Hepatic encephalopathy is a neuropsychiatric condition in which toxins accumulate in the brain due to improper functioning of the liver. Liver is responsible for about 500 plus functions in the body and one of them is detoxification by removing toxins from the body. If liver fails to work properly due to any of the reasons (mostly due to liver cirrhosis and portal hypertension), then the toxins start accumulating in the body including brain. The accumulation of toxins in the brain leads to various changes in personality due to loss of brain function. The individual shows signs of confusion, personality changes, memory loss, concentration trouble, and change in sleep habits, stupor and coma. Persistence of hepatic encephalopathy can even prove to be fatal.
What Are The Causes Of Hepatic Encephalopathy?
The exact cause of hepatic encephalopathy is still unknown. However, it is a serious complication of various diseases such as chronic hepatitis, cirrhosis, liver failure, Reye’s syndrome, portal hypertension and hepatocellular carcinoma. It might also be triggered by an infection (such as pneumonia), kidney problems, dehydration, post-surgery, trauma, hypoxia (low oxygen levels), immunosuppressant medications, consumption of excess amounts of protein, medications that suppress central nervous system (such as barbiturates or benzodiazepines), gastrointestinal bleeding, hypokalemia or electrolyte imbalance, hypoglycemia, excessive alcohol consumption, pain medications and diuretics.
Although, the cause of hepatic encephalopathy is not understood properly, but it has been postulated that the role of certain chemicals and factors including ammonia, manganese, false neurotransmitters, oxidative stress, neurosteroids and inflammation is vital to the causation of hepatic encephalopathy.
Ammonia: It is considered neurotoxic at increased levels, which is formed after the breakdown of nitrogen containing compounds. The liver is responsible for removing most of the ammonia by breaking it down into glutamine and urea as a byproduct and prevents the entry of these byproducts into the systemic circulation. The impairment of liver function and portal congestion might lead to elevated levels of ammonia in blood. As there is increased level of ammonia in brain tissues, there might also be cerebral edema due to deposition of glutamine in brain cells (astrocytes) that also might lead to altered mental state.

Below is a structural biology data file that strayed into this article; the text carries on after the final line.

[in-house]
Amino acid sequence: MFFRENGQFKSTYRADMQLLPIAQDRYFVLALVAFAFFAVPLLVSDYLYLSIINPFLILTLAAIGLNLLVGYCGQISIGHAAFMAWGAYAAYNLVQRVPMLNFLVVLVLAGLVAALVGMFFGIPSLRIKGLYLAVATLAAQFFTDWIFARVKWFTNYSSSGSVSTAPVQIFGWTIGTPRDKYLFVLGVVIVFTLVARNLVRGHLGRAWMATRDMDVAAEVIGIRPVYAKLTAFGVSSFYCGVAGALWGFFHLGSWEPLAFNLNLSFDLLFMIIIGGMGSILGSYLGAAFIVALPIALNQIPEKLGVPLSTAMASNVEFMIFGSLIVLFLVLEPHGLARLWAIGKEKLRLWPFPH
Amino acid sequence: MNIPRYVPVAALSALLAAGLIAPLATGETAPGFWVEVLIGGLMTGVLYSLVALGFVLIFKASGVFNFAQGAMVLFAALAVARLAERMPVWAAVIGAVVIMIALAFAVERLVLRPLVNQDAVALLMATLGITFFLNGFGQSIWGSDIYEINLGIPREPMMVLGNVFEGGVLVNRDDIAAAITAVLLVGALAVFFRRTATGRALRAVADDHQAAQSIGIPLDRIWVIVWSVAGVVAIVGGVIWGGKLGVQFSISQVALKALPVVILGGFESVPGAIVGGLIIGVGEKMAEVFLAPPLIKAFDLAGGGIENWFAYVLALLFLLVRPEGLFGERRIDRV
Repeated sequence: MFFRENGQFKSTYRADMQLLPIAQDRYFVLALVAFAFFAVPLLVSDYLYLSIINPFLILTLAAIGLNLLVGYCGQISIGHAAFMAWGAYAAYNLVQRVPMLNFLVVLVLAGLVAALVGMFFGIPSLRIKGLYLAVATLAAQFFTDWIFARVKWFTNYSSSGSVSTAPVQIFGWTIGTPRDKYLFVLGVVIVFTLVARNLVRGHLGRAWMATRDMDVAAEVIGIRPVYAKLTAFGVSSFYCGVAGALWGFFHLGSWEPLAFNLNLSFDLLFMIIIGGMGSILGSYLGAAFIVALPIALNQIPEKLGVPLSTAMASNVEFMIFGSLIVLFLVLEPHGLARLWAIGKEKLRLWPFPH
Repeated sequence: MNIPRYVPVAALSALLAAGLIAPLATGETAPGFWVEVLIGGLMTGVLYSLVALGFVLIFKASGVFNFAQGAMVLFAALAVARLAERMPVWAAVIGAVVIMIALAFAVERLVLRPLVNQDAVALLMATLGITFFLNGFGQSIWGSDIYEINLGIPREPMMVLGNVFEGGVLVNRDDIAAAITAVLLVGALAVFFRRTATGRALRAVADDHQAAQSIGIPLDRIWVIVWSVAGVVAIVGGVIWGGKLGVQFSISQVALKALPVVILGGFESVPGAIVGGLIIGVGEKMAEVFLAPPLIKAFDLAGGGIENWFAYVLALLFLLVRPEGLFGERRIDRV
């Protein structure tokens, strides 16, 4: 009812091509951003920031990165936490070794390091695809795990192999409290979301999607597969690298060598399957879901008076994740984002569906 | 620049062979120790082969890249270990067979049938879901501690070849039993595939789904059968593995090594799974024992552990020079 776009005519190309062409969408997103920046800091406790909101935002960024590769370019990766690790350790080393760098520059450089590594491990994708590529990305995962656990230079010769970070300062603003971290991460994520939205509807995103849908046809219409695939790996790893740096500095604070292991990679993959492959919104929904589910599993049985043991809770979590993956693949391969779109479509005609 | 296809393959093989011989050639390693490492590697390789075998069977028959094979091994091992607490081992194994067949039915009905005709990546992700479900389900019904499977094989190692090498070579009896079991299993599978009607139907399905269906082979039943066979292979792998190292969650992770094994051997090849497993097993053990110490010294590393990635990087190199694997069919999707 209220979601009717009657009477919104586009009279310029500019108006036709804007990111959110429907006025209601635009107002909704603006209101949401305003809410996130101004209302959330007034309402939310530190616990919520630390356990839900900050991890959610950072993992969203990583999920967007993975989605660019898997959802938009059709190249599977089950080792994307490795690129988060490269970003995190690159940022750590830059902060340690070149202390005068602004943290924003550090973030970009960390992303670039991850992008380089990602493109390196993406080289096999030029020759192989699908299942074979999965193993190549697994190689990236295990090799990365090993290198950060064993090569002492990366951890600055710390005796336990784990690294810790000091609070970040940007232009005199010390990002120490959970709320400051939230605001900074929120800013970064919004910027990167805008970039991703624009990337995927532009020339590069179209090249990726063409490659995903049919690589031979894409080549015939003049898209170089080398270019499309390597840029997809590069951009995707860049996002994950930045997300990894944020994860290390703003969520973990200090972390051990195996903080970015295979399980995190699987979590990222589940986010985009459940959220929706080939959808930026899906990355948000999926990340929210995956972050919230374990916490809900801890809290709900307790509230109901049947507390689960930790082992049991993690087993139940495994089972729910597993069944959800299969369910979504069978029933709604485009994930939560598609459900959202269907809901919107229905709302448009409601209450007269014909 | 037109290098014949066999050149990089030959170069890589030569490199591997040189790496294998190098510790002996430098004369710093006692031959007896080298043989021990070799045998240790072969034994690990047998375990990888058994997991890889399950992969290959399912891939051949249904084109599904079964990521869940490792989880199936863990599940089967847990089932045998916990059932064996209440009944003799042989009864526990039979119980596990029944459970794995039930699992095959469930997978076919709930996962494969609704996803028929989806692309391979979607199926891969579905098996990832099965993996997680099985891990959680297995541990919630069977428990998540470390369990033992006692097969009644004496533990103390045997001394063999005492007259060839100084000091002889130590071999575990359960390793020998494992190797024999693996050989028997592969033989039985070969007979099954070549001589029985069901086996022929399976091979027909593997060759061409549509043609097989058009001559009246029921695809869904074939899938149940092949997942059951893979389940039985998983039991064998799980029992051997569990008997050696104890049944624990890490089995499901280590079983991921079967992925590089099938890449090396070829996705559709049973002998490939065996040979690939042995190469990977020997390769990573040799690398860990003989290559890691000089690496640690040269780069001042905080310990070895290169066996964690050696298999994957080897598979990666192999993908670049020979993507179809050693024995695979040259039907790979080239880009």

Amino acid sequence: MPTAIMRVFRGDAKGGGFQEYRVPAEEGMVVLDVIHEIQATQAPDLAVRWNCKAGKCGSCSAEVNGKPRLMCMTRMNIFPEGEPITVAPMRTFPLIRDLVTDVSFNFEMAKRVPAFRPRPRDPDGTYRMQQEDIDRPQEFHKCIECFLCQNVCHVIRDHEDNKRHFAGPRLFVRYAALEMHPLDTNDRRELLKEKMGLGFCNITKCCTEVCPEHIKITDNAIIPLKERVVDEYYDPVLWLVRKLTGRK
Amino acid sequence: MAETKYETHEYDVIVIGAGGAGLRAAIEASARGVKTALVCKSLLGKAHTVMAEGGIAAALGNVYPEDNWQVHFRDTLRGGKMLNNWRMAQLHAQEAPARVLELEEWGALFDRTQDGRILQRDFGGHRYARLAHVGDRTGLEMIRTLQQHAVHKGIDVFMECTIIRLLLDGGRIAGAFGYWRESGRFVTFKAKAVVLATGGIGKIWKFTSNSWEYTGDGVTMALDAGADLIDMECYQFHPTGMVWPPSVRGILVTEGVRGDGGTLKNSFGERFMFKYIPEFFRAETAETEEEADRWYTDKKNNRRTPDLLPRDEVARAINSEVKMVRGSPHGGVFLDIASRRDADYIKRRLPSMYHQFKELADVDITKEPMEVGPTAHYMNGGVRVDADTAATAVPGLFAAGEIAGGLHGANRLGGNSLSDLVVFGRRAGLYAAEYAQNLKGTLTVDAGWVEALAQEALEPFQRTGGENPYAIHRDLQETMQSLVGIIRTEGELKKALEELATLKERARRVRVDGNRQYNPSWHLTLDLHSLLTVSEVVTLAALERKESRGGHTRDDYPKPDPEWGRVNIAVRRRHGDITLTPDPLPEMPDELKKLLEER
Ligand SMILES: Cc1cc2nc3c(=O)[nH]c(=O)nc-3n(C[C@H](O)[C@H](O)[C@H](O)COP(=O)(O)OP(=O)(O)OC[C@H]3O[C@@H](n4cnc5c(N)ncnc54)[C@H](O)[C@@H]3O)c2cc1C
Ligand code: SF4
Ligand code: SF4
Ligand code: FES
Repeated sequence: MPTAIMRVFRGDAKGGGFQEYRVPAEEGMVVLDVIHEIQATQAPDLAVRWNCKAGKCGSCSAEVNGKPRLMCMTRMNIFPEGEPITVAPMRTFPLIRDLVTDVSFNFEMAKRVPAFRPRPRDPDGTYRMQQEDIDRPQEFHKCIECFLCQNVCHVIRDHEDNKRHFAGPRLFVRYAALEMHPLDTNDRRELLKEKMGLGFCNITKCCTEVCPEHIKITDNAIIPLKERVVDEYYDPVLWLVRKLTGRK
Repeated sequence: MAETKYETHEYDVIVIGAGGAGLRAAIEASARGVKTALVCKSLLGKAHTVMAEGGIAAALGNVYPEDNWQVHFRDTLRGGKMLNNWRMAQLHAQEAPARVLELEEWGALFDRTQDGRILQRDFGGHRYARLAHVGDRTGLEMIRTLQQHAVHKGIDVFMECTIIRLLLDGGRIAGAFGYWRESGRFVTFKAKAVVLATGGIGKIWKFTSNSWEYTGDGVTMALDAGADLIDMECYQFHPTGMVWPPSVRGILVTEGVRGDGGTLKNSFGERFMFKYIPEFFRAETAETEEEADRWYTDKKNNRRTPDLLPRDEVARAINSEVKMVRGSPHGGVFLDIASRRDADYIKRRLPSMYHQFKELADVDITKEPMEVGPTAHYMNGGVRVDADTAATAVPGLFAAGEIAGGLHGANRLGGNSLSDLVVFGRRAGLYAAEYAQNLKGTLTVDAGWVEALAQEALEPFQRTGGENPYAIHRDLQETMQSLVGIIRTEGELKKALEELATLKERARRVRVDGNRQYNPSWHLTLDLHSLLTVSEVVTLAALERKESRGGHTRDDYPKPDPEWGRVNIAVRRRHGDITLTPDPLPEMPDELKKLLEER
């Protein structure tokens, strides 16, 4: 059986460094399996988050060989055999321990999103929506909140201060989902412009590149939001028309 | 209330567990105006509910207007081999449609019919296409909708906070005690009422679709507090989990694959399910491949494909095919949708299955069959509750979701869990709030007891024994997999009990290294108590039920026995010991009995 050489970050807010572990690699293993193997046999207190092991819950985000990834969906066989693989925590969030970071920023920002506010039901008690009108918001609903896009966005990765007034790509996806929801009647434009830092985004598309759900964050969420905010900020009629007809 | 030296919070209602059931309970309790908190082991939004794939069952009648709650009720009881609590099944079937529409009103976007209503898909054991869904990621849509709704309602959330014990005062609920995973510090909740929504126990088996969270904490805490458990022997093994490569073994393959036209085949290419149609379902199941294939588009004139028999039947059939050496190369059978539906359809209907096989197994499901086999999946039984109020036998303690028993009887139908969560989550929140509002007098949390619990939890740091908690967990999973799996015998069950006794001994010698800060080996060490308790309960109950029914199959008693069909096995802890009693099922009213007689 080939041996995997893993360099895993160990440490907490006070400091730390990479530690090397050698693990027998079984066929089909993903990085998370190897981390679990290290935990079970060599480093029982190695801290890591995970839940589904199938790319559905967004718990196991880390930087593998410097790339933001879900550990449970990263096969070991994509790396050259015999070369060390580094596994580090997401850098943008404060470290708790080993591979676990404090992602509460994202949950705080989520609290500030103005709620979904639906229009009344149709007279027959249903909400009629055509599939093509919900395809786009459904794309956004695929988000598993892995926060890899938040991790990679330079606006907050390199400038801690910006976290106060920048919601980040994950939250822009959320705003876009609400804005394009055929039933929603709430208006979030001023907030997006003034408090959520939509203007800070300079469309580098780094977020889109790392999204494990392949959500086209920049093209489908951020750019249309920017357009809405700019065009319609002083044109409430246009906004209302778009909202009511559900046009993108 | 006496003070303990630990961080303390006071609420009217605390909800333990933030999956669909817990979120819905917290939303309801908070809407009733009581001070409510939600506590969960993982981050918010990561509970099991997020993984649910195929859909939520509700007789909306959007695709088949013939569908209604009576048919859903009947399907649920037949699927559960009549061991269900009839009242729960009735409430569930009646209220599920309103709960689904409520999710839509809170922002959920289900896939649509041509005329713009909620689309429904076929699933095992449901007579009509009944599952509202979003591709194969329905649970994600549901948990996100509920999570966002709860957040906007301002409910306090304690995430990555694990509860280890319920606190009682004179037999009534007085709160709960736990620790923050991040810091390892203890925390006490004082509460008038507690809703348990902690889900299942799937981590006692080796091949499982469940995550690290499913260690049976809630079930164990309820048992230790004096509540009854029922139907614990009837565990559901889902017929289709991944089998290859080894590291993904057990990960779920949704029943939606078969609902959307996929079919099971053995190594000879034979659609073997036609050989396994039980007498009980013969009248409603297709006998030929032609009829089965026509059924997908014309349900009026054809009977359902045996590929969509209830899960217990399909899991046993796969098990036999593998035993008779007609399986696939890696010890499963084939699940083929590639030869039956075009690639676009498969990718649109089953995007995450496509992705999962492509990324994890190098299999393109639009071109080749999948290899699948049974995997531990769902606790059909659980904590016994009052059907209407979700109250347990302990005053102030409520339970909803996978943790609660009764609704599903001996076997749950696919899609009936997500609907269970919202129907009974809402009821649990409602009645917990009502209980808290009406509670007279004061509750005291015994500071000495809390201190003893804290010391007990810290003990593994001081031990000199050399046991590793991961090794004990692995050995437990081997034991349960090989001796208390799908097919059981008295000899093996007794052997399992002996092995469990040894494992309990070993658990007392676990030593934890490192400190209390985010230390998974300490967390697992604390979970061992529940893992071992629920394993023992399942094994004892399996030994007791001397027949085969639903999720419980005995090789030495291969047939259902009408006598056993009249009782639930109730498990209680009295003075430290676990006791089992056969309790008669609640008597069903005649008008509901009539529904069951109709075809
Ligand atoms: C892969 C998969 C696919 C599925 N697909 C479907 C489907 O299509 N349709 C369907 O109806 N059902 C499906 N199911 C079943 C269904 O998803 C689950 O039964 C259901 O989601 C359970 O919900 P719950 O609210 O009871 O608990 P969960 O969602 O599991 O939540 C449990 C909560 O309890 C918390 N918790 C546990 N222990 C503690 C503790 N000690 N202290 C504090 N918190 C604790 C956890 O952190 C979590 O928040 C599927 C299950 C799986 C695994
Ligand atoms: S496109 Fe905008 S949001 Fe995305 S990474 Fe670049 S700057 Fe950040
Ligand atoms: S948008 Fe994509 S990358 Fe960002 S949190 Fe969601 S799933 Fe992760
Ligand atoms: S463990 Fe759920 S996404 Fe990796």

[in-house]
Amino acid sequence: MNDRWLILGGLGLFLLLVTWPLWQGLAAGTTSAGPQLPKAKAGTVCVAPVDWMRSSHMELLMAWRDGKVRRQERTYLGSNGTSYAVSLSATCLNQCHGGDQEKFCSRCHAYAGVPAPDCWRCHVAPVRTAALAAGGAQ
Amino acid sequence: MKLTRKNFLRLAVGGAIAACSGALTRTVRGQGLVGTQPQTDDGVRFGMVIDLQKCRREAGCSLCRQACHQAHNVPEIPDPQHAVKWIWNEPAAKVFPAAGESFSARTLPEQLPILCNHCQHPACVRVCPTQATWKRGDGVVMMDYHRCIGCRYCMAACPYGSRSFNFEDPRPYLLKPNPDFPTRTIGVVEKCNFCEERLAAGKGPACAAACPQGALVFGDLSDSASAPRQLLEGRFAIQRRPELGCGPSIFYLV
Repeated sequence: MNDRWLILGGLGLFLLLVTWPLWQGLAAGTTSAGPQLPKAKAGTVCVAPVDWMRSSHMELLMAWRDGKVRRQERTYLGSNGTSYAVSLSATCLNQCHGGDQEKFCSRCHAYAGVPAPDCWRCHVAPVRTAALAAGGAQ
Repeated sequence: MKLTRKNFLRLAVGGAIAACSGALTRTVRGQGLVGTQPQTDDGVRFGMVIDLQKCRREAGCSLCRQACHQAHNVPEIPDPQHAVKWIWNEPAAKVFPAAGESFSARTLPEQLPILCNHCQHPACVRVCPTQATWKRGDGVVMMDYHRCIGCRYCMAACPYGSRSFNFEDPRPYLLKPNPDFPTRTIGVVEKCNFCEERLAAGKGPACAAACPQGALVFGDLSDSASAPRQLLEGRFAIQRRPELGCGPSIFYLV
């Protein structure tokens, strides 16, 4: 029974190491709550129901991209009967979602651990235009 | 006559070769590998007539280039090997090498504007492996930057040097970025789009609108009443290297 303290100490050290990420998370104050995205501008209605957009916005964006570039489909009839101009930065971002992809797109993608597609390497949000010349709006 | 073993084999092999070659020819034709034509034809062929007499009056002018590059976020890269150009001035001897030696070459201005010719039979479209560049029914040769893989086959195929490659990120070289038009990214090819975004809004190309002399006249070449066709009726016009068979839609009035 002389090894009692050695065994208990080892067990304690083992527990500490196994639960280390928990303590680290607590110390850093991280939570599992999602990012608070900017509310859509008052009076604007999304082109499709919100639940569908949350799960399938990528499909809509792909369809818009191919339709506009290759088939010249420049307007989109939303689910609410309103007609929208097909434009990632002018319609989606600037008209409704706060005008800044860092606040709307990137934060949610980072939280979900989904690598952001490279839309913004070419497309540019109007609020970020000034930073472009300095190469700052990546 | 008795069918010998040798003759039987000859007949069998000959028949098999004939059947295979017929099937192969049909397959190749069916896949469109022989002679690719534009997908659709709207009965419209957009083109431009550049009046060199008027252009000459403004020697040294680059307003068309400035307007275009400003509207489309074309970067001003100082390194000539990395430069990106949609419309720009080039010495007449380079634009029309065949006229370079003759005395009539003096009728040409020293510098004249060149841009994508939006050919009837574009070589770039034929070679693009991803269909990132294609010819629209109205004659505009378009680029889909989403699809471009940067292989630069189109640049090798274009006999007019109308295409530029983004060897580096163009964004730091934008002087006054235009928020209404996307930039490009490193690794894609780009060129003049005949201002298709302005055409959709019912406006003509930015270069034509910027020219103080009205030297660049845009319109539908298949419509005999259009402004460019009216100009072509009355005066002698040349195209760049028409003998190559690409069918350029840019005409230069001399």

False Neurotransmitters: Liver also plays a vital role in the synthesis of proteins as well as breakdown of amino acids and detoxification, the end product being ammonia. It has been hypothesized that due to imbalance between various groups of amino acids and increased permeability of blood brain barrier, there is accumulation of false neurotransmitters (such as octopamine), which may contribute to hepatic encephalopathy.
Neurosteroids: It is hypothesized that there is an increase in benzodiazepine receptors in inflamed astrocytes with patients of hepatic encephalopathy, which leads to increased production of neuroactive steroids by astrocytes.
Manganese: Magnetic resonance imaging (MRI) of various patients suffering from liver cirrhosis has shown deposition of manganese in basal ganglia. The deposition of manganese in patients with cirrhosis elucidates symptoms of tremor in patients of hepatic encephalopathy.
Oxidative Stress: In vitro studies have shown increased production of reactive nitrogen species and reactive oxygen species to the exposure of ammonia, benzodiazepines and inflammatory cytokines. There is an increased evidence of an inter-relation between reactive oxygen species and swelling of astrocytes.
Inflammation: The role of ammonia is not solely responsible for neuropsychiatric symptoms in patients of hepatic encephalopathy. It has been noted that there is an increase in proinflammatory mediators and cytokines such as tumor necrosis factor (TNF) and interleukin-6 (IL-6), which might increase the permeability and diffusibility of brain cells to ammonia leading to inflammation of the cells, thus causing and precipitating hepatic encephalopathy.
This may lead to varying degree of physical as well as mental symptoms ranging from mild to severe encephalopathy depending on the severity and longevity of the underlying etiology. The treatment aimed at decreasing ammonia and the above conditions that trigger hepatic encephalopathy reverses the condition and symptoms associated with it. The last resort is liver transplantation if liver function is completely impaired.
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